Nasi Biryani

Sounds complicated? Well, actually, it is pretty complicated. It took me nearly the whole afternoon to prepare this for dinner, but I guess with practice, I should be able to do it in under an hour.

There are virtually hundreds of different recipes for nasi biryani out there. The ingredients differ very widely and I’ve decided not to follow any recipe out there to the letter. Instead, I’ll create my own version of nasi biryani based on which ingredients I like.


Here is a blend of spices that I would like to find in my biryani rice. However, it doesn’t mean that I also like to chew on them while eating the rice. I’ve decided to extract the flavours by frying in oil and then using the oil to cook my rice. Of course, to make sure the flavours get in, I’d insert just a few readily discernible pieces cinnamon or even clove or cardamon into the rice while cooking.


Next, I prepare the curry. Fry garlic with onions in oil until they’re nice and fragrant. Once that’s done, add cumin, coriander and chilli powder.


The mixture should look something like this. Be sure to add more cumin powder. This is what gives the curry its fragrance.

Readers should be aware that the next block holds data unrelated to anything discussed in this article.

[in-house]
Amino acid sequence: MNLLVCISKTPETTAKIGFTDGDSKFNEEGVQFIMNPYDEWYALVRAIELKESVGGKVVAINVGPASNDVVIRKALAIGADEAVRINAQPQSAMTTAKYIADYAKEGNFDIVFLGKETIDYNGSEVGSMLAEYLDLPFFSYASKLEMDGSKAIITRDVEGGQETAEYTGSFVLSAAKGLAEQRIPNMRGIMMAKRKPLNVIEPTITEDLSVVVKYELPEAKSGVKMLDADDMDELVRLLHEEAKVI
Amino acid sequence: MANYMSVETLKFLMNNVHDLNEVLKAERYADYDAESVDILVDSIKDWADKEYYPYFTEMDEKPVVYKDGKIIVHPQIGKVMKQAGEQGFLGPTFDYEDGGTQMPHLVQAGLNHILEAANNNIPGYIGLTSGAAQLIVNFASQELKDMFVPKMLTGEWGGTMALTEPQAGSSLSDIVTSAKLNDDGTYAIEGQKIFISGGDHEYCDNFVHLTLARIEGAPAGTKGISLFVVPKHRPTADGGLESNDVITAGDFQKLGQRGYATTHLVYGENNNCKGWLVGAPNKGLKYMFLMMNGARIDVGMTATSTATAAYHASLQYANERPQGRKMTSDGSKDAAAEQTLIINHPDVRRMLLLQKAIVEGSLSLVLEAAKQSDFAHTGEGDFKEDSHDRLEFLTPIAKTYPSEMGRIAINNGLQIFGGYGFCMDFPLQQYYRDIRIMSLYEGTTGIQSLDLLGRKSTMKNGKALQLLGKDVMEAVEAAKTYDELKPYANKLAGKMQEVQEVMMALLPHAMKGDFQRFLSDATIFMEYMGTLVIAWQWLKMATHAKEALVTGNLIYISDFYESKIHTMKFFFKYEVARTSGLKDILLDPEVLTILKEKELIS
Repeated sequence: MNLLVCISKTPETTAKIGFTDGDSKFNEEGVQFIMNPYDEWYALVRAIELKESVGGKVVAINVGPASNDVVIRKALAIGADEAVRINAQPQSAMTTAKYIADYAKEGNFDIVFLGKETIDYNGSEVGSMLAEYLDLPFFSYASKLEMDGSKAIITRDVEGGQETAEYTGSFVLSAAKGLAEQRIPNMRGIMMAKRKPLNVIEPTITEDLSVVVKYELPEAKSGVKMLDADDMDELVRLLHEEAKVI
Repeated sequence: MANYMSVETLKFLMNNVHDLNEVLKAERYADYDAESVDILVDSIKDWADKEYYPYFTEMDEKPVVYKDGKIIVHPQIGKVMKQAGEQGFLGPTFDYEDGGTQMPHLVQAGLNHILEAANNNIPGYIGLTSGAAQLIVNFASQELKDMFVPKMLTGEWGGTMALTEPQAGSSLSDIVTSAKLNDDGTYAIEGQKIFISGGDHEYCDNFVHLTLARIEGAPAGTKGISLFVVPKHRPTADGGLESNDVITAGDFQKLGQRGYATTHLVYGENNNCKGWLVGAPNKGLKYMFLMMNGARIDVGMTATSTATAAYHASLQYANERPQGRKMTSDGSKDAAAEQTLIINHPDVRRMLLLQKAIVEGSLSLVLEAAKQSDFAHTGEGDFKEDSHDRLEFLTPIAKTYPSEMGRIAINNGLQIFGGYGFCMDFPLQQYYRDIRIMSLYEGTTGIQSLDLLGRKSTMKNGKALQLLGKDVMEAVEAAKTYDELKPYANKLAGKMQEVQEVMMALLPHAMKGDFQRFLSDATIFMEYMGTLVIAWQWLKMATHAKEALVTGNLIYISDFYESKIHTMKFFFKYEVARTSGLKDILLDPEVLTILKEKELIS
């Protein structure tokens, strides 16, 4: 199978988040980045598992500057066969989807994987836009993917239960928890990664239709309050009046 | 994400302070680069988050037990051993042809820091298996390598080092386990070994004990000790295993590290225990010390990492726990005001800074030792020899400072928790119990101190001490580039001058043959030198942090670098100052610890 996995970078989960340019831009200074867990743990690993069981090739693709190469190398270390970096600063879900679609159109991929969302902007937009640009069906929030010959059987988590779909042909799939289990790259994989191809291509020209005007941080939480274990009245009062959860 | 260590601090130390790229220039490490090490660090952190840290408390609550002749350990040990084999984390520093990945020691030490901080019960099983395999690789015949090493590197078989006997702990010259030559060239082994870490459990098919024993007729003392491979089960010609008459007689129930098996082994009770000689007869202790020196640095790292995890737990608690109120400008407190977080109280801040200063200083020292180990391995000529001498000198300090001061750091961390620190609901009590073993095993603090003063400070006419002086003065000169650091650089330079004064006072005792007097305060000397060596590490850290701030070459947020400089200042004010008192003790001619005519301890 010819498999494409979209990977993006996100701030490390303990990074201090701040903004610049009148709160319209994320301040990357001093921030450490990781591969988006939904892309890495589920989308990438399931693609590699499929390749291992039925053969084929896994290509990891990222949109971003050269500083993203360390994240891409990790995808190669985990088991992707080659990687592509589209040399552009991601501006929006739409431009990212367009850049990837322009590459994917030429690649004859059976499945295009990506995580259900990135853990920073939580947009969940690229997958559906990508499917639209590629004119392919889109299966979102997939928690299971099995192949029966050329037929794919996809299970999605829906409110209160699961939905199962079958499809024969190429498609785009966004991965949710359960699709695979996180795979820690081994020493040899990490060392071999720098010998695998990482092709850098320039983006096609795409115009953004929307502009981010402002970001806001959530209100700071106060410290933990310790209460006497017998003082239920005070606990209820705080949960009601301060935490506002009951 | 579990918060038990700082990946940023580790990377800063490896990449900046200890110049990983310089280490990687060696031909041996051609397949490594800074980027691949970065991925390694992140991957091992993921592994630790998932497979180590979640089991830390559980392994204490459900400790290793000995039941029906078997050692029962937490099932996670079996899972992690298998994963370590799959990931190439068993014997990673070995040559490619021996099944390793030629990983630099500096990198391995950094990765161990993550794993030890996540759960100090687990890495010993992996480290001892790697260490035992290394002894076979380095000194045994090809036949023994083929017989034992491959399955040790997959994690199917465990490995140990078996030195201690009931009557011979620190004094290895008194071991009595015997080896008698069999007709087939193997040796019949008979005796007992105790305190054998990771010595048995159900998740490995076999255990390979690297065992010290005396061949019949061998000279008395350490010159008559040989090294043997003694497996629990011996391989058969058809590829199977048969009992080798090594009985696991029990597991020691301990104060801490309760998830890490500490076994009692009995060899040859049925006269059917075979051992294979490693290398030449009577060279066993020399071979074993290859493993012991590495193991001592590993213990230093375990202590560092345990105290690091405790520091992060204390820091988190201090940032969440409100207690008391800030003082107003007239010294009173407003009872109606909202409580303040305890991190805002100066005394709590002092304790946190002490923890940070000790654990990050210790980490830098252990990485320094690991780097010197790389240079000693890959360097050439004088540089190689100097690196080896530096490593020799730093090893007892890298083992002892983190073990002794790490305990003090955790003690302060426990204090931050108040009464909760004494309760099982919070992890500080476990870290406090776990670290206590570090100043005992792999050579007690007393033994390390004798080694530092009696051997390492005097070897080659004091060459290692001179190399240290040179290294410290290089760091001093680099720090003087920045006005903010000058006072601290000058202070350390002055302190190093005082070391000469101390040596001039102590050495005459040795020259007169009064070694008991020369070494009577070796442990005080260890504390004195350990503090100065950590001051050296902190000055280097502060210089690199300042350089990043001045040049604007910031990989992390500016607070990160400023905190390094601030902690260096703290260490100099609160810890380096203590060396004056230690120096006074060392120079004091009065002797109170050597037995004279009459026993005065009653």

Blend the fried onions and garlic with tomatoes. For this amount of ingredients, you would need at least 6 tablespoons of cumin powder. Note that all the moisture in the curry comes from the tomatoes. No water is added here. To reduce the tartness of the tomatoes, you may want to add a tablespoon of sugar.


It should look something like this after you’ve blended the tomatoes with your onions, garlic and powders. Pour the mixture into a pot and boil it with pieces of chicken. Once the chicken is cooked, simmer to thicken the curry sauce. Add salt.


Now for the rice. Soak basmati rice in water for 30 mins. The volume of water to rice is usually about 3:1. Check with the instructions on the label. To make the rice more flavourful, you can use chicken stock. I’ve microwaved the spices in the bowl with oil for 3 mins and poured the oil into the rice. Most of the residue was thrown away, but just to make sure no taste is lost, I dropped a few pieces of cinnamon, cloves, star anise and cardamon into the rice mixture.


When the rice is almost done, I dropped some chopped cilantro into the steaming rice. Place the lid on, turn off the heat and let it sit.


Meanwhile, go microwave a few pieces of papadum.


Scoop out the chicken. The curry should look smooth and thick like this. It was superb – better than most that I’ve tasted outside.


And here is the biryani rice. It tasted pretty good, but I should have increased the dose of spices to make up for not putting all the spices in the rice. Next time.

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